Partnerships for Washington State’s Cascade Loop Heritage Tour

Strategy: Balance Your Budget, Collaborate in New Ways, Enhance Your Product, Serve Local Community, Take Advantage of Tech

Type of attraction: Arts Organization, Heritage Area/Scenic Byway/Heritage Trail, Tourism Organization

Summary: In times of diminished resources, partnerships can often yield results that organizations would not have been able to accomplish on their own.

In times of diminished resources, partnerships can often yield results that organizations would not have been able to accomplish on their own. In Washington state, Northwest Heritage Resources collaborated with the Cascade Loop Association to develop and market audio tours for the Cascade Loop Scenic Byway. This 440-mile-long byway extends over two mountain passes from Puget Sound to the fertile farmland in central Washington. “Collaborating enabled us to take advantage of the different resources and sources of support that both organizations had access to,” notes Jill Linzee, executive director of Northwest Heritage Resources. “Partnering with a tourism organization let us consolidate resources in a positive way. We were also able to provide our tourism partner with a fresh and very different approach that brought out new aspects of the Cascade Loop experience beyond the natural beauty and the ‘usual suspects’ of local history museums and historic sites.”

Working with grants from the National Endowment for the Arts and Washington State Tourism, an audio tour for the southern portion of the loop was completed in February 2010. Linzee explains: “The tour focuses on the local cultural communities, the people who make up the many different occupational and ethnic communities along the Cascade Loop. As you take the tour you are listening to traditional music, folk poetry and the stories of people who live and work in this region.” The audio part of the tour includes the voices of a local fruit orchardist, a logger poet, a river rafter, a forest service employee, Mexican-American mariachi musicians, a chainsaw carver and many others.”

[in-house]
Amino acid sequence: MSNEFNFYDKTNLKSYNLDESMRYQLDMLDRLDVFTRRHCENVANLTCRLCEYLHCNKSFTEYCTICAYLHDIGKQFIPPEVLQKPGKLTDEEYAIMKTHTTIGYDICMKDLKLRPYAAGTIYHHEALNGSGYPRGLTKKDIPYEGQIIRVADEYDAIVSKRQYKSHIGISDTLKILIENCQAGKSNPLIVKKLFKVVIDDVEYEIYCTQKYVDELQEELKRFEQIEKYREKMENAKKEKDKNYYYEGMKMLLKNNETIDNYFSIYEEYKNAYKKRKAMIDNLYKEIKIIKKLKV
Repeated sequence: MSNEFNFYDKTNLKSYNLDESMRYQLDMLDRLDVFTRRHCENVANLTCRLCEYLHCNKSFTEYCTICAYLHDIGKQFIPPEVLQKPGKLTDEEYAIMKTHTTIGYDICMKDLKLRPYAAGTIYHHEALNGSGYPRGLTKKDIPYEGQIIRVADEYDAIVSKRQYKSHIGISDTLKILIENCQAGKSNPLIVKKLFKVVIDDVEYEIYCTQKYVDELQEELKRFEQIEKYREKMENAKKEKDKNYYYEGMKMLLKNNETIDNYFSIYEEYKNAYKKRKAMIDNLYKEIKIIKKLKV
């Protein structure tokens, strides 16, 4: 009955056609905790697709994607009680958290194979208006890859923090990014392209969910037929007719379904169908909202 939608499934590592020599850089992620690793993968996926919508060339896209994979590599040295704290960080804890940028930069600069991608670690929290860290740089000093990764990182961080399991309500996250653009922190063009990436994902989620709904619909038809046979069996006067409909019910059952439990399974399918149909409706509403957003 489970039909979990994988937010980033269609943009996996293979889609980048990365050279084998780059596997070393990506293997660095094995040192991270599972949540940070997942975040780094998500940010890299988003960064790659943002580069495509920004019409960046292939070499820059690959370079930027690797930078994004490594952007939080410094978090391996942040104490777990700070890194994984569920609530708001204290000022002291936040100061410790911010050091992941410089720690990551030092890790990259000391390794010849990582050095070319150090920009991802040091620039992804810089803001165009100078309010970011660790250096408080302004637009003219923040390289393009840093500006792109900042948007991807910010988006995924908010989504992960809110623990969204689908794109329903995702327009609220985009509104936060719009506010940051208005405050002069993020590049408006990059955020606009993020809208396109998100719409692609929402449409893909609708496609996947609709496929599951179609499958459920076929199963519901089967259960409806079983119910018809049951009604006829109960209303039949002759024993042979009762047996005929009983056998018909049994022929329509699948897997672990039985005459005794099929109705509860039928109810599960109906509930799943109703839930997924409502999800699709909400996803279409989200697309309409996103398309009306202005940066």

The impacts of the economic downturn became even more pronounced in 2010 as the two organizations began to work together on an audio tour for the northern portion of the Cascade Loop.  After looking at other ways to reduce production costs, the 50-page printed guidebook which accompanied the audio tour for the southern part of the loop will be replaced with extensive liner notes (printed text, photos and graphics provided with recordings) to accompany the northern section CDs.   The audio tours are sold online as both guidebooks with CDs and as digital downloads as well as being sold in retail outlets along the byway, providing a source of revenue that helps offset the project’s production costs. Tour-goers can purchase the full tour or selectively purchase individual MP3 tracks through Apple iTunes, Napster and other digital download websites.

 

Efforts are underway to market the audio tours as a “staycation” opportunity for Washington residents.  For example, organizers plan to market the tours at Seattle’s Green Festival, an event that offers opportunities to “…showcase programs and products that restore the planet and all that inhabit it.” (www.greenfestival.org).   Not only is vacationing locally easier on your wallet, it also has a lower environmental impact and thus is a more responsible and sustainable way to travel.  For more information: see www.northwestheritageresources.org or www.cascadeloop.com.